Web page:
Women and people under the age of 35 at greatest risk of anxiety

June 6, 2016, University of Cambridge
Credit: CC0 Public Domain

Women are almost twice as likely to experience anxiety as men, according to a review of existing scientific literature, led by the University of Cambridge. The study also found that people from Western Europe and North America are more likely to suffer from anxiety than people from other cultures.

The review, published today in the journal Brain and Behavior, also highlighted how anxiety disorders often provide a double burden on people experiencing other health-related problems, such as , cancer and even pregnancy.

Anxiety disorders, which often manifest as excessive worry, fear and a tendency to avoid potentially stressful situations including social gatherings, are some of the most common mental health problems in the Western world. The annual cost related to the disorders in the United States is estimated to be $42.3 million. In the European Union, over 60 million people are affected by anxiety disorders in a given year.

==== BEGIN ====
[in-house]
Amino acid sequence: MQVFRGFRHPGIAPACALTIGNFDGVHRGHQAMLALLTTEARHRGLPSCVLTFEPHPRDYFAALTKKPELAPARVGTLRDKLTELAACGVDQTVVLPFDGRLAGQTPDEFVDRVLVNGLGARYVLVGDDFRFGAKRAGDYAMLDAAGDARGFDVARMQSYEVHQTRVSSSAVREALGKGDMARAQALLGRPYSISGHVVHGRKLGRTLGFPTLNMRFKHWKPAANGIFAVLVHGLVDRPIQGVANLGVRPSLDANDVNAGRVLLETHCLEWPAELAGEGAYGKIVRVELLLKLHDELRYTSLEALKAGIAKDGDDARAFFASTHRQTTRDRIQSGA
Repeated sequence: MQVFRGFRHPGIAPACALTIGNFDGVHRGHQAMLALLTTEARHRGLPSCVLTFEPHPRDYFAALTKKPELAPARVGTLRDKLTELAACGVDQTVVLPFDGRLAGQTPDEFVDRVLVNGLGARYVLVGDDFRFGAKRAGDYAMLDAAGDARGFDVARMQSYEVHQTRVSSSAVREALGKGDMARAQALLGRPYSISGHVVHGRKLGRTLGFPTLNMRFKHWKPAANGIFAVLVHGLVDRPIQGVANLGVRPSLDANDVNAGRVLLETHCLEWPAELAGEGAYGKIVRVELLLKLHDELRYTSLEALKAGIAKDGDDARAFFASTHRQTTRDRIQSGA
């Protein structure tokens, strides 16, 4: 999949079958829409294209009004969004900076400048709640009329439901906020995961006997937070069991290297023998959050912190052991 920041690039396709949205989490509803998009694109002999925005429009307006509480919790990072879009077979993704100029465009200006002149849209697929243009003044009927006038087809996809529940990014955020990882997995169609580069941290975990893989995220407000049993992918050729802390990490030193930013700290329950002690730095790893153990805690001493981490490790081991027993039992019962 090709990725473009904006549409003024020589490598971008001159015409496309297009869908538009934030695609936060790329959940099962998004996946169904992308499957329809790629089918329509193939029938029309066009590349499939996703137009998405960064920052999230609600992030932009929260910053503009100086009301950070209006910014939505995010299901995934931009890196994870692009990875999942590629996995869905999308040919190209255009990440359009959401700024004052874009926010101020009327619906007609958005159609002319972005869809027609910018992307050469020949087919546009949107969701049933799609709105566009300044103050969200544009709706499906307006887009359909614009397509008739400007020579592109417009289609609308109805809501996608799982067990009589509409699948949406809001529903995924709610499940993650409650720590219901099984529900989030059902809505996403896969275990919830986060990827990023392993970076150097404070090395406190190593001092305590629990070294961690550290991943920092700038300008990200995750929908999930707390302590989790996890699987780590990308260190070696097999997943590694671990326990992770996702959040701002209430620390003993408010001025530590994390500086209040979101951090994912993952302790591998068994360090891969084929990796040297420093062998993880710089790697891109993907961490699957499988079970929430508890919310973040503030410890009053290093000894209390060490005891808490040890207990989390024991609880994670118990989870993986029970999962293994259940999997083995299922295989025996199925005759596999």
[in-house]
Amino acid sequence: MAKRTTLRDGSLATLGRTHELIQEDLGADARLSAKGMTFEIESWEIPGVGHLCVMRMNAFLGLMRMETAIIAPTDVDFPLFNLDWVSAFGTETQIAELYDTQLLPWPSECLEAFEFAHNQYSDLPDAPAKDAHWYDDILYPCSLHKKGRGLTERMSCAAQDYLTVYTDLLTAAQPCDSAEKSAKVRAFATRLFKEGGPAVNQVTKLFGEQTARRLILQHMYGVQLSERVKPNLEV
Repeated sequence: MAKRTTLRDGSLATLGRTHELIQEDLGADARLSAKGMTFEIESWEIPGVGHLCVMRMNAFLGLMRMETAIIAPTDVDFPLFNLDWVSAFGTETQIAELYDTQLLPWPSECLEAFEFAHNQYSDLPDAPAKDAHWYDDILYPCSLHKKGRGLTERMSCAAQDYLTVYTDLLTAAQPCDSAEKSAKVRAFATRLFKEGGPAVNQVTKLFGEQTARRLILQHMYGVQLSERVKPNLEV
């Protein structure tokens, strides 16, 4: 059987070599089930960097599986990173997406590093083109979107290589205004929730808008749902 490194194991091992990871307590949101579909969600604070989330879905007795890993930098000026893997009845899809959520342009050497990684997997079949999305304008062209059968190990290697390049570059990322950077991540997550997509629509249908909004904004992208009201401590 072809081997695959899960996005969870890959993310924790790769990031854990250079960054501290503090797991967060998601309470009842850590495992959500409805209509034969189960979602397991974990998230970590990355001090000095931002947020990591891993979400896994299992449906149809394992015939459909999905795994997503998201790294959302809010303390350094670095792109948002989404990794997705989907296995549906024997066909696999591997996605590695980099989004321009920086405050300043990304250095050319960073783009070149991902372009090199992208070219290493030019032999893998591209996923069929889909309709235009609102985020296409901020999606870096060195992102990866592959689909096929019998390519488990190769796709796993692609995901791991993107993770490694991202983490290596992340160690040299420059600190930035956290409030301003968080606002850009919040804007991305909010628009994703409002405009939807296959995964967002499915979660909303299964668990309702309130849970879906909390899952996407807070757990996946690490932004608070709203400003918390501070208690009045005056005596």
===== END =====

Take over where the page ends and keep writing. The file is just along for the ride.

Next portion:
There have been many studies looking at the number of people affected by anxiety disorders and the groups that are at highest risk, and in an attempt to synthesise the various studies, researchers from the University of Cambridge's Institute of Public Health carried out a global review of systematic reviews. Out of over 1,200 reviews, the researchers identified 48 reviews that matched their criteria for inclusion. The research was funded by the National Institute for Health Research.

Between 1990 and 2010, the overall proportion of people affected remained largely unchanged, with around four out of every 100 experiencing anxiety. The highest proportion of people with anxiety is in North America, where almost eight out of every 100 people are affected; the proportion is lowest in East Asia, where less than three in 100 people have this .

Women are almost twice as likely to be affected as men, and young individuals—both male and female—under 35 years of age are disproportionately affected.

The researchers also found that people with other health conditions are often far more likely to also experience . For example, around one in ten adults (10.9%) with cardiovascular disease and living in Western countries are affected by generalised anxiety disorder, with women showing higher anxiety levels than men. People living with multiple sclerosis are most affected—as many as one in three patients (32%) also have an anxiety disorder.

According to first author Olivia Remes from the Department of Public Health and Primary Care at the University of Cambridge: "Anxiety disorders can make life extremely difficult for some people and it is important for our health services to understand how common they are and which groups of people are at greatest risk.